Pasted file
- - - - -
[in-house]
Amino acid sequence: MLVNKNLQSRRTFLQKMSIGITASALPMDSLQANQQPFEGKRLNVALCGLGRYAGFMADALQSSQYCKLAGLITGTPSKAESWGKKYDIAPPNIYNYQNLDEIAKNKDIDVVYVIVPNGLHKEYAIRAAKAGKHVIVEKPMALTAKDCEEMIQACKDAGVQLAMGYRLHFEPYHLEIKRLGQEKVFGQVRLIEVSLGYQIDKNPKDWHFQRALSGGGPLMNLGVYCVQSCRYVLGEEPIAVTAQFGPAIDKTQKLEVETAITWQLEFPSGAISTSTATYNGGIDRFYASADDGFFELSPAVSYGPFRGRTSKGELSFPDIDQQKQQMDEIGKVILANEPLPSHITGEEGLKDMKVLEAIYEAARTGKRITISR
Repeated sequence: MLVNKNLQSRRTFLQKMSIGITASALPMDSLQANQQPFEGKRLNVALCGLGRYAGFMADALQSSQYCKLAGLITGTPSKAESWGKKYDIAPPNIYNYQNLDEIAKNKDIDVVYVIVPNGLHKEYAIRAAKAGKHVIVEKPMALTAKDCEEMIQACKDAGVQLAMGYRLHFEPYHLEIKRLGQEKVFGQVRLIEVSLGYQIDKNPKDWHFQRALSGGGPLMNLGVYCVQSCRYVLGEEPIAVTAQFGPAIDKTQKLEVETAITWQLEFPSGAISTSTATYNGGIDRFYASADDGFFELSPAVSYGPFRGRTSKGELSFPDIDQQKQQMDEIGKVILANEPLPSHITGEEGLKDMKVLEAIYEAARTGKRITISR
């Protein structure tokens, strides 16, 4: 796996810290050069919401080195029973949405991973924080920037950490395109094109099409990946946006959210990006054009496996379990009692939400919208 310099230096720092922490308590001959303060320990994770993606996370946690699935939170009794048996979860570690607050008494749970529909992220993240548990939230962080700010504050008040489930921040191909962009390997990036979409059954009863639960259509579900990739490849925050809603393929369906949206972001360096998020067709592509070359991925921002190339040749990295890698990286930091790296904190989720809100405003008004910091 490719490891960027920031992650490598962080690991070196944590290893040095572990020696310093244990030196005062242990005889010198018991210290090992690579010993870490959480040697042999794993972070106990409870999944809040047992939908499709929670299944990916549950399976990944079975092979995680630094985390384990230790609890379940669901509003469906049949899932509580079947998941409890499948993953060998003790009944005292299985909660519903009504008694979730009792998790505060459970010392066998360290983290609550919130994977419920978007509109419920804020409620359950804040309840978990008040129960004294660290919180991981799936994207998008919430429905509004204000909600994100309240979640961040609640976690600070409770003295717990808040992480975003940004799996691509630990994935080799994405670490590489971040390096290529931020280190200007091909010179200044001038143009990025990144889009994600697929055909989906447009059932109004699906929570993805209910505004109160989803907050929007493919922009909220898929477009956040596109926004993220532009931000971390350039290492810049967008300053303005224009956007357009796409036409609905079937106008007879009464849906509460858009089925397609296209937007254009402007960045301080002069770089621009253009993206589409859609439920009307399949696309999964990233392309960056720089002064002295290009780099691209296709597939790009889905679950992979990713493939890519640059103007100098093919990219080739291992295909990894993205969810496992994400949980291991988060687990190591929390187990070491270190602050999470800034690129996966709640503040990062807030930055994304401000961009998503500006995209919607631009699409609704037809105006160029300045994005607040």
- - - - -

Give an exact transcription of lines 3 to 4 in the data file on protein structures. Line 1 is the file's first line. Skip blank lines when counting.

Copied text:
Repeated sequence: MLVNKNLQSRRTFLQKMSIGITASALPMDSLQANQQPFEGKRLNVALCGLGRYAGFMADALQSSQYCKLAGLITGTPSKAESWGKKYDIAPPNIYNYQNLDEIAKNKDIDVVYVIVPNGLHKEYAIRAAKAGKHVIVEKPMALTAKDCEEMIQACKDAGVQLAMGYRLHFEPYHLEIKRLGQEKVFGQVRLIEVSLGYQIDKNPKDWHFQRALSGGGPLMNLGVYCVQSCRYVLGEEPIAVTAQFGPAIDKTQKLEVETAITWQLEFPSGAISTSTATYNGGIDRFYASADDGFFELSPAVSYGPFRGRTSKGELSFPDIDQQKQQMDEIGKVILANEPLPSHITGEEGLKDMKVLEAIYEAARTGKRITISR
């Protein structure tokens, strides 16, 4: 796996810290050069919401080195029973949405991973924080920037950490395109094109099409990946946006959210990006054009496996379990009692939400919208 310099230096720092922490308590001959303060320990994770993606996370946690699935939170009794048996979860570690607050008494749970529909992220993240548990939230962080700010504050008040489930921040191909962009390997990036979409059954009863639960259509579900990739490849925050809603393929369906949206972001360096998020067709592509070359991925921002190339040749990295890698990286930091790296904190989720809100405003008004910091 490719490891960027920031992650490598962080690991070196944590290893040095572990020696310093244990030196005062242990005889010198018991210290090992690579010993870490959480040697042999794993972070106990409870999944809040047992939908499709929670299944990916549950399976990944079975092979995680630094985390384990230790609890379940669901509003469906049949899932509580079947998941409890499948993953060998003790009944005292299985909660519903009504008694979730009792998790505060459970010392066998360290983290609550919130994977419920978007509109419920804020409620359950804040309840978990008040129960004294660290919180991981799936994207998008919430429905509004204000909600994100309240979640961040609640976690600070409770003295717990808040992480975003940004799996691509630990994935080799994405670490590489971040390096290529931020280190200007091909010179200044001038143009990025990144889009994600697929055909989906447009059932109004699906929570993805209910505004109160989803907050929007493919922009909220898929477009956040596109926004993220532009931000971390350039290492810049967008300053303005224009956007357009796409036409609905079937106008007879009464849906509460858009089925397609296209937007254009402007960045301080002069770089621009253009993206589409859609439920009307399949696309999964990233392309960056720089002064002295290009780099691209296709597939790009889905679950992979990713493939890519640059103007100098093919990219080739291992295909990894993205969810496992994400949980291991988060687990190591929390187990070491270190602050999470800034690129996966709640503040990062807030930055994304401000961009998503500006995209919607631009699409609704037809105006160029300045994005607040």